Fourth, it demonstrates the abandonment of common sense on two accounts. First, to allow a biological male unrestricted access to a female locker room elevates the subjective experience of one person over the concerns and protests of others. By enforcing their policy of comply-or-else, the government is overlooking the concerns of females who feel uncomfortable dressing around a male and is therefore discriminating against their opinions and values. It makes no sense to allow one individual’s subjective experience to override the legitimate concerns that other women have about a male changing in front of them. Secondly, to predicate federal funding on controversial political debates punishes an entire community’s children who attend these schools. It is an excessive show of force to usher in compliance by undermining the education of others.

Fifth, government action in this situation violates public decency and public safety. There are legitimate reasons that men and women use separate restrooms and dress separately. This has been tacit knowledge up until the last few years, until activists advanced transgender ideology at the expense of biological and biblical reality thereby undermining citizens' rights and dissenting viewpoints. Men and women are different (Gen. 1:27; 2:18; 5:2). This difference manifests itself in biological distinctions. For reasons of modesty, safety, and privacy, men and women should continue to use separate bathroom and dressing facilities. Furthermore, it is not the role of the government to devalue the legitimate opinions of others by forsaking their interests.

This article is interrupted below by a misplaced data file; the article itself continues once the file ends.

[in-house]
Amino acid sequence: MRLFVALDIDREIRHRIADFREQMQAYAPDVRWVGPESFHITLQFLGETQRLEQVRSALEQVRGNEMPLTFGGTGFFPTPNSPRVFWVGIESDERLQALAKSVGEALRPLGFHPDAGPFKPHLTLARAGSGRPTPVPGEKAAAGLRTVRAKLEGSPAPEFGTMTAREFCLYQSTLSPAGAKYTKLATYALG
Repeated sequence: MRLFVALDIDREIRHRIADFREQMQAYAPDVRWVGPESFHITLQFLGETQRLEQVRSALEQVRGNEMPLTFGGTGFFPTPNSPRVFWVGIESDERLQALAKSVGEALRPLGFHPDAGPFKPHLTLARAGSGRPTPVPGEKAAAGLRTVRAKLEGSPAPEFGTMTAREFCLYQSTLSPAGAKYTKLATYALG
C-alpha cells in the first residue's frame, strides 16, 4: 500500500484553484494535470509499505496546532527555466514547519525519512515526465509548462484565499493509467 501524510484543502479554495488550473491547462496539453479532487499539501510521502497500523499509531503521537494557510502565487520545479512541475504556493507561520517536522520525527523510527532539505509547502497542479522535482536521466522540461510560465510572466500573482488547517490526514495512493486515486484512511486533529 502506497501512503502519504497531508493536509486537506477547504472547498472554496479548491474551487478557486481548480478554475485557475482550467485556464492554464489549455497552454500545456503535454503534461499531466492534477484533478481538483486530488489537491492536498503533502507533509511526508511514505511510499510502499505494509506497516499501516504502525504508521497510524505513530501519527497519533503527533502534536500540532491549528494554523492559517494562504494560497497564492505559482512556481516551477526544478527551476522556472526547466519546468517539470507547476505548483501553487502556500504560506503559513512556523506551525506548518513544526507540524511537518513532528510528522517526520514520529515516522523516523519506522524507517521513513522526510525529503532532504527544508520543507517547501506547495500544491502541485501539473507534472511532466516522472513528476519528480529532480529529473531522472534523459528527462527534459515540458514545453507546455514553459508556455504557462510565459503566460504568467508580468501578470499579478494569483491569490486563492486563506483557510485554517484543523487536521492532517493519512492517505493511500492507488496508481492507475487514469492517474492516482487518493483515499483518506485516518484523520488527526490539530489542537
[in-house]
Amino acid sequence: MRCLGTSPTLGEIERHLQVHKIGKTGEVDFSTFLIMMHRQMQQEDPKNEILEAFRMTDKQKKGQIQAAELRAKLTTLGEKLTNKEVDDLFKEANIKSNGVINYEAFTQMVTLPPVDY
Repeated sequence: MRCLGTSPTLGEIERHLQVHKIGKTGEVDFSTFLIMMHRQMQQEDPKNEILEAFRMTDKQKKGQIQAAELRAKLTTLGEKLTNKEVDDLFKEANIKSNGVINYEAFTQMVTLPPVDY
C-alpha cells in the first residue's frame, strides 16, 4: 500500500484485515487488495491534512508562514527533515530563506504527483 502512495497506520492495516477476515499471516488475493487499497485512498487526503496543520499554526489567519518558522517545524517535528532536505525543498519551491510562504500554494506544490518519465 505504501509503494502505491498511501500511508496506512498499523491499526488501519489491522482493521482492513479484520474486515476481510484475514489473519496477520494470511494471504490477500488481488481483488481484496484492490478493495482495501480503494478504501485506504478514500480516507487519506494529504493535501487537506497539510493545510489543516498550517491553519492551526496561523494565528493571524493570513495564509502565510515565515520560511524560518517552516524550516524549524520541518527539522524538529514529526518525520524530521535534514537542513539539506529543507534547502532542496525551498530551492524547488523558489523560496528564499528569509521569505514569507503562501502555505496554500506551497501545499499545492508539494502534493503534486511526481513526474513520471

Sixth, the action taken by the federal government shows that no school district is safe from having its values thwarted or undermined by federal policy. Parents of children in public schools need to take extra caution about what policies are happening not only on the federal level, but the state and municipal level. Parents would be wise to elect federal and local officials who pledge to restore a measure of commonsense to public schools.

The federal government’s actions in Palatine, Illinois is government overreach at its worst. Citizens who stand for the truth about male and female complementarity, and who want to see these truths reflected in educational policy, should oppose the federal government’s action.

Andrew T. Walker

Andrew T. Walker is the Director of Research and Senior Fellow in Christian Ethics at the ERLC. In his role, he researches, speaks, and writes about the intersection of Christian ethics, public policy, and the church’s social witness. He also... Read More